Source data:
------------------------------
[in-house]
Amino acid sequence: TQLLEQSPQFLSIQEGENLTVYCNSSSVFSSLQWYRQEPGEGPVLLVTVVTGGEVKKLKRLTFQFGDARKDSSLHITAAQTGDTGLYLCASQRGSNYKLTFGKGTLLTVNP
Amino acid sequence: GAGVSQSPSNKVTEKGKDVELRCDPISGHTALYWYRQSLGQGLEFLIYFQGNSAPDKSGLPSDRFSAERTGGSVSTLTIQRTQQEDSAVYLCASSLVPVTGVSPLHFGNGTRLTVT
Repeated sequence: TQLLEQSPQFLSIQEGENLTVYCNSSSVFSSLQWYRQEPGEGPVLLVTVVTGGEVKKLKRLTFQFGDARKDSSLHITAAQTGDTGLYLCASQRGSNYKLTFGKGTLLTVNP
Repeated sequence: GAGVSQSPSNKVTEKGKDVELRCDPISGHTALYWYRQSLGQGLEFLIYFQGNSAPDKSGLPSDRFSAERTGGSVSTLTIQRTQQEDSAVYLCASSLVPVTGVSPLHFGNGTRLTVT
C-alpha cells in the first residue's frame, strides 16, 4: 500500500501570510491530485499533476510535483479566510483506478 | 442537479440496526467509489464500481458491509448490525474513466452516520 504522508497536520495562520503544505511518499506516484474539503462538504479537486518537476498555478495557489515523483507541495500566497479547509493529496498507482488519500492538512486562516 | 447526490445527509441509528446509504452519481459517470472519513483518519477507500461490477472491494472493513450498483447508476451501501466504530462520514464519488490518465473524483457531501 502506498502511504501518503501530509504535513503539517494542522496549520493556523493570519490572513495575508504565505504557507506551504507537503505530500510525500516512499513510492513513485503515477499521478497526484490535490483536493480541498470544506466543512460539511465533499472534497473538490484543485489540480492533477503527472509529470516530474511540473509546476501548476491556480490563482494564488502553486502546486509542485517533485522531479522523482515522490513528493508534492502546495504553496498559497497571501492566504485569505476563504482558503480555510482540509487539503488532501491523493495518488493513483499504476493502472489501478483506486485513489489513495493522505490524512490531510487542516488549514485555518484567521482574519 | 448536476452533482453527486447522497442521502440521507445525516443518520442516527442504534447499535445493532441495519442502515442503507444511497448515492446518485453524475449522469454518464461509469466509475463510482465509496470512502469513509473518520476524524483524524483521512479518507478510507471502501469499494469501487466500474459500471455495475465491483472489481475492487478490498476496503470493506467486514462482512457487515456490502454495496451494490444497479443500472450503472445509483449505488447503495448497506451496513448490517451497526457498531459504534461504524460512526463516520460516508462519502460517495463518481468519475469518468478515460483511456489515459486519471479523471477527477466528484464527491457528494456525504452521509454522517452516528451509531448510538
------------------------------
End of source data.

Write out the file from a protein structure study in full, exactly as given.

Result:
[in-house]
Amino acid sequence: TQLLEQSPQFLSIQEGENLTVYCNSSSVFSSLQWYRQEPGEGPVLLVTVVTGGEVKKLKRLTFQFGDARKDSSLHITAAQTGDTGLYLCASQRGSNYKLTFGKGTLLTVNP
Amino acid sequence: GAGVSQSPSNKVTEKGKDVELRCDPISGHTALYWYRQSLGQGLEFLIYFQGNSAPDKSGLPSDRFSAERTGGSVSTLTIQRTQQEDSAVYLCASSLVPVTGVSPLHFGNGTRLTVT
Repeated sequence: TQLLEQSPQFLSIQEGENLTVYCNSSSVFSSLQWYRQEPGEGPVLLVTVVTGGEVKKLKRLTFQFGDARKDSSLHITAAQTGDTGLYLCASQRGSNYKLTFGKGTLLTVNP
Repeated sequence: GAGVSQSPSNKVTEKGKDVELRCDPISGHTALYWYRQSLGQGLEFLIYFQGNSAPDKSGLPSDRFSAERTGGSVSTLTIQRTQQEDSAVYLCASSLVPVTGVSPLHFGNGTRLTVT
C-alpha cells in the first residue's frame, strides 16, 4: 500500500501570510491530485499533476510535483479566510483506478 | 442537479440496526467509489464500481458491509448490525474513466452516520 504522508497536520495562520503544505511518499506516484474539503462538504479537486518537476498555478495557489515523483507541495500566497479547509493529496498507482488519500492538512486562516 | 447526490445527509441509528446509504452519481459517470472519513483518519477507500461490477472491494472493513450498483447508476451501501466504530462520514464519488490518465473524483457531501 502506498502511504501518503501530509504535513503539517494542522496549520493556523493570519490572513495575508504565505504557507506551504507537503505530500510525500516512499513510492513513485503515477499521478497526484490535490483536493480541498470544506466543512460539511465533499472534497473538490484543485489540480492533477503527472509529470516530474511540473509546476501548476491556480490563482494564488502553486502546486509542485517533485522531479522523482515522490513528493508534492502546495504553496498559497497571501492566504485569505476563504482558503480555510482540509487539503488532501491523493495518488493513483499504476493502472489501478483506486485513489489513495493522505490524512490531510487542516488549514485555518484567521482574519 | 448536476452533482453527486447522497442521502440521507445525516443518520442516527442504534447499535445493532441495519442502515442503507444511497448515492446518485453524475449522469454518464461509469466509475463510482465509496470512502469513509473518520476524524483524524483521512479518507478510507471502501469499494469501487466500474459500471455495475465491483472489481475492487478490498476496503470493506467486514462482512457487515456490502454495496451494490444497479443500472450503472445509483449505488447503495448497506451496513448490517451497526457498531459504534461504524460512526463516520460516508462519502460517495463518481468519475469518468478515460483511456489515459486519471479523471477527477466528484464527491457528494456525504452521509454522517452516528451509531448510538